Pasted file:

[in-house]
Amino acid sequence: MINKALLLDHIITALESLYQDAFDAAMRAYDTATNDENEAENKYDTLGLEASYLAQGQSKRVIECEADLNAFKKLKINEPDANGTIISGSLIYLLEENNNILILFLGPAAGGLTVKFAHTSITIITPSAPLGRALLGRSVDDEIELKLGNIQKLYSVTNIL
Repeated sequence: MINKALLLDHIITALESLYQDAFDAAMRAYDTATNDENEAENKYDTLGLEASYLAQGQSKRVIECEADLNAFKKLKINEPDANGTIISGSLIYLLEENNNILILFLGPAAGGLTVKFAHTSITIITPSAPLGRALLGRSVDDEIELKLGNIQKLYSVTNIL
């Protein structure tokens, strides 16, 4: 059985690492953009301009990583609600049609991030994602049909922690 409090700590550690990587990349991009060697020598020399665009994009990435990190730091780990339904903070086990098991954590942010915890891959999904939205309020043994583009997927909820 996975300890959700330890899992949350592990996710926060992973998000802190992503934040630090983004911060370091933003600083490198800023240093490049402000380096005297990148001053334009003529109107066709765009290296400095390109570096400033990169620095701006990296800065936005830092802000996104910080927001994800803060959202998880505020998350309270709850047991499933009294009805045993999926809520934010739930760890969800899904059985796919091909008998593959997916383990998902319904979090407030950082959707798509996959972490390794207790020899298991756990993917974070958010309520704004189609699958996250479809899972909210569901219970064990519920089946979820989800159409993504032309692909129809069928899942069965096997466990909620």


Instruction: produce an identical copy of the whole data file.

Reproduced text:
[in-house]
Amino acid sequence: MINKALLLDHIITALESLYQDAFDAAMRAYDTATNDENEAENKYDTLGLEASYLAQGQSKRVIECEADLNAFKKLKINEPDANGTIISGSLIYLLEENNNILILFLGPAAGGLTVKFAHTSITIITPSAPLGRALLGRSVDDEIELKLGNIQKLYSVTNIL
Repeated sequence: MINKALLLDHIITALESLYQDAFDAAMRAYDTATNDENEAENKYDTLGLEASYLAQGQSKRVIECEADLNAFKKLKINEPDANGTIISGSLIYLLEENNNILILFLGPAAGGLTVKFAHTSITIITPSAPLGRALLGRSVDDEIELKLGNIQKLYSVTNIL
């Protein structure tokens, strides 16, 4: 059985690492953009301009990583609600049609991030994602049909922690 409090700590550690990587990349991009060697020598020399665009994009990435990190730091780990339904903070086990098991954590942010915890891959999904939205309020043994583009997927909820 996975300890959700330890899992949350592990996710926060992973998000802190992503934040630090983004911060370091933003600083490198800023240093490049402000380096005297990148001053334009003529109107066709765009290296400095390109570096400033990169620095701006990296800065936005830092802000996104910080927001994800803060959202998880505020998350309270709850047991499933009294009805045993999926809520934010739930760890969800899904059985796919091909008998593959997916383990998902319904979090407030950082959707798509996959972490390794207790020899298991756990993917974070958010309520704004189609699958996250479809899972909210569901219970064990519920089946979820989800159409993504032309692909129809069928899942069965096997466990909620």